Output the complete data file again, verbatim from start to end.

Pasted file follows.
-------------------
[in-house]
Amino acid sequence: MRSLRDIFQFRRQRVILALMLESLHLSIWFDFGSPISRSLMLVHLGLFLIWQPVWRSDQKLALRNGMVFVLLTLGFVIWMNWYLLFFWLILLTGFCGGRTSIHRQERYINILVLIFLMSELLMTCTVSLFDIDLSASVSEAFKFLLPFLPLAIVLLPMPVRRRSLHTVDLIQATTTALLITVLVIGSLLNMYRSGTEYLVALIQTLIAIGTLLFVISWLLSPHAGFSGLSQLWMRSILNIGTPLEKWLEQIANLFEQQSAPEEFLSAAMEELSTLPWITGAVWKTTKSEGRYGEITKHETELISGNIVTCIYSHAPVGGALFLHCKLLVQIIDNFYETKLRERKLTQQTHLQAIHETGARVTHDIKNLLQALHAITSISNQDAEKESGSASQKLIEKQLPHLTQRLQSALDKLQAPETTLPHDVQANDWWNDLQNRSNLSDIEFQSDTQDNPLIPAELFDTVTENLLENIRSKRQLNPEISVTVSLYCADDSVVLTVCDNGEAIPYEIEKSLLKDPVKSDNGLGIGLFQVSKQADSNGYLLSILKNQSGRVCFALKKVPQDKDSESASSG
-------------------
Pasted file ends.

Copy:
[in-house]
Amino acid sequence: MRSLRDIFQFRRQRVILALMLESLHLSIWFDFGSPISRSLMLVHLGLFLIWQPVWRSDQKLALRNGMVFVLLTLGFVIWMNWYLLFFWLILLTGFCGGRTSIHRQERYINILVLIFLMSELLMTCTVSLFDIDLSASVSEAFKFLLPFLPLAIVLLPMPVRRRSLHTVDLIQATTTALLITVLVIGSLLNMYRSGTEYLVALIQTLIAIGTLLFVISWLLSPHAGFSGLSQLWMRSILNIGTPLEKWLEQIANLFEQQSAPEEFLSAAMEELSTLPWITGAVWKTTKSEGRYGEITKHETELISGNIVTCIYSHAPVGGALFLHCKLLVQIIDNFYETKLRERKLTQQTHLQAIHETGARVTHDIKNLLQALHAITSISNQDAEKESGSASQKLIEKQLPHLTQRLQSALDKLQAPETTLPHDVQANDWWNDLQNRSNLSDIEFQSDTQDNPLIPAELFDTVTENLLENIRSKRQLNPEISVTVSLYCADDSVVLTVCDNGEAIPYEIEKSLLKDPVKSDNGLGIGLFQVSKQADSNGYLLSILKNQSGRVCFALKKVPQDKDSESASSG